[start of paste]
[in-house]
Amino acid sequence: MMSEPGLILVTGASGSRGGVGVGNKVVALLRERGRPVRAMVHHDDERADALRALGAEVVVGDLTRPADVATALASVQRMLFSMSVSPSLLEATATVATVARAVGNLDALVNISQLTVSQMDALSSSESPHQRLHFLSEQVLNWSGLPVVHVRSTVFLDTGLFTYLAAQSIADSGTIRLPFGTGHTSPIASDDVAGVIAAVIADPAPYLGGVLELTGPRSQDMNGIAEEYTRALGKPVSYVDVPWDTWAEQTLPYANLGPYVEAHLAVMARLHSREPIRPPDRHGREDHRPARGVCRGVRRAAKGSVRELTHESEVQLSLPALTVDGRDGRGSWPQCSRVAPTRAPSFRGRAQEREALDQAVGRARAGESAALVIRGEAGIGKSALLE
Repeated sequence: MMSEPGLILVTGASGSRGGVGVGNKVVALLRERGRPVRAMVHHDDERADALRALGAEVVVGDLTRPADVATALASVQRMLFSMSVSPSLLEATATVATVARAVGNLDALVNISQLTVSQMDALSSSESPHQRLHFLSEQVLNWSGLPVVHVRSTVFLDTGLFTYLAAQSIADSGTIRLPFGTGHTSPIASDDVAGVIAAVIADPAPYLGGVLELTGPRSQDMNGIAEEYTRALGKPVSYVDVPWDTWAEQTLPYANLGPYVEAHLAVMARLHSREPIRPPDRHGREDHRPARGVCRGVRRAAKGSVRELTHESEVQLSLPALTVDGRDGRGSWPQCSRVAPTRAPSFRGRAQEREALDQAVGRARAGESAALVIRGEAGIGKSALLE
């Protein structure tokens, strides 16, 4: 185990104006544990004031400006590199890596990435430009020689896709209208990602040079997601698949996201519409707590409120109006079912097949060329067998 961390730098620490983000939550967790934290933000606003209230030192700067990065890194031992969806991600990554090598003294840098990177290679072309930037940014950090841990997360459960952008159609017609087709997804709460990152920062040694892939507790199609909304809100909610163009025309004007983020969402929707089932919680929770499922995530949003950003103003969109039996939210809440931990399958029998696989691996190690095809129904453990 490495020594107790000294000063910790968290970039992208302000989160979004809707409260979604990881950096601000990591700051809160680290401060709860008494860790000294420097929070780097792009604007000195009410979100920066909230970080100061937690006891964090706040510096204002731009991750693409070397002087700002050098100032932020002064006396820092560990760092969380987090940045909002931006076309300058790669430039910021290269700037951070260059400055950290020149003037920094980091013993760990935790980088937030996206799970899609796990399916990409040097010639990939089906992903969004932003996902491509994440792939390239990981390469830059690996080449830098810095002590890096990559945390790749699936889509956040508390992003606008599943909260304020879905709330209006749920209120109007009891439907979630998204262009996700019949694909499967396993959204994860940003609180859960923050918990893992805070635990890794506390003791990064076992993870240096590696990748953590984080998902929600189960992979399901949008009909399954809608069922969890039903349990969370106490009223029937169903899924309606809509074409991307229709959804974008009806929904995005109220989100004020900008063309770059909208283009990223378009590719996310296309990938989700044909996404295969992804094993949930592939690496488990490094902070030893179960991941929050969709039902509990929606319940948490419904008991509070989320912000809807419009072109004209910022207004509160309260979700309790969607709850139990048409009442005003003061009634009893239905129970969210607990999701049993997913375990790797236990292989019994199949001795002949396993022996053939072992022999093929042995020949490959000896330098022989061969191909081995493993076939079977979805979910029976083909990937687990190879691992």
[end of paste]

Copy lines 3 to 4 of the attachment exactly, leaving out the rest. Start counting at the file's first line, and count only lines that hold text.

Repeated sequence: MMSEPGLILVTGASGSRGGVGVGNKVVALLRERGRPVRAMVHHDDERADALRALGAEVVVGDLTRPADVATALASVQRMLFSMSVSPSLLEATATVATVARAVGNLDALVNISQLTVSQMDALSSSESPHQRLHFLSEQVLNWSGLPVVHVRSTVFLDTGLFTYLAAQSIADSGTIRLPFGTGHTSPIASDDVAGVIAAVIADPAPYLGGVLELTGPRSQDMNGIAEEYTRALGKPVSYVDVPWDTWAEQTLPYANLGPYVEAHLAVMARLHSREPIRPPDRHGREDHRPARGVCRGVRRAAKGSVRELTHESEVQLSLPALTVDGRDGRGSWPQCSRVAPTRAPSFRGRAQEREALDQAVGRARAGESAALVIRGEAGIGKSALLE
């Protein structure tokens, strides 16, 4: 185990104006544990004031400006590199890596990435430009020689896709209208990602040079997601698949996201519409707590409120109006079912097949060329067998 961390730098620490983000939550967790934290933000606003209230030192700067990065890194031992969806991600990554090598003294840098990177290679072309930037940014950090841990997360459960952008159609017609087709997804709460990152920062040694892939507790199609909304809100909610163009025309004007983020969402929707089932919680929770499922995530949003950003103003969109039996939210809440931990399958029998696989691996190690095809129904453990 490495020594107790000294000063910790968290970039992208302000989160979004809707409260979604990881950096601000990591700051809160680290401060709860008494860790000294420097929070780097792009604007000195009410979100920066909230970080100061937690006891964090706040510096204002731009991750693409070397002087700002050098100032932020002064006396820092560990760092969380987090940045909002931006076309300058790669430039910021290269700037951070260059400055950290020149003037920094980091013993760990935790980088937030996206799970899609796990399916990409040097010639990939089906992903969004932003996902491509994440792939390239990981390469830059690996080449830098810095002590890096990559945390790749699936889509956040508390992003606008599943909260304020879905709330209006749920209120109007009891439907979630998204262009996700019949694909499967396993959204994860940003609180859960923050918990893992805070635990890794506390003791990064076992993870240096590696990748953590984080998902929600189960992979399901949008009909399954809608069922969890039903349990969370106490009223029937169903899924309606809509074409991307229709959804974008009806929904995005109220989100004020900008063309770059909208283009990223378009590719996310296309990938989700044909996404295969992804094993949930592939690496488990490094902070030893179960991941929050969709039902509990929606319940948490419904008991509070989320912000809807419009072109004209910022207004509160309260979700309790969607709850139990048409009442005003003061009634009893239905129970969210607990999701049993997913375990790797236990292989019994199949001795002949396993022996053939072992022999093929042995020949490959000896330098022989061969191909081995493993076939079977979805979910029976083909990937687990190879691992």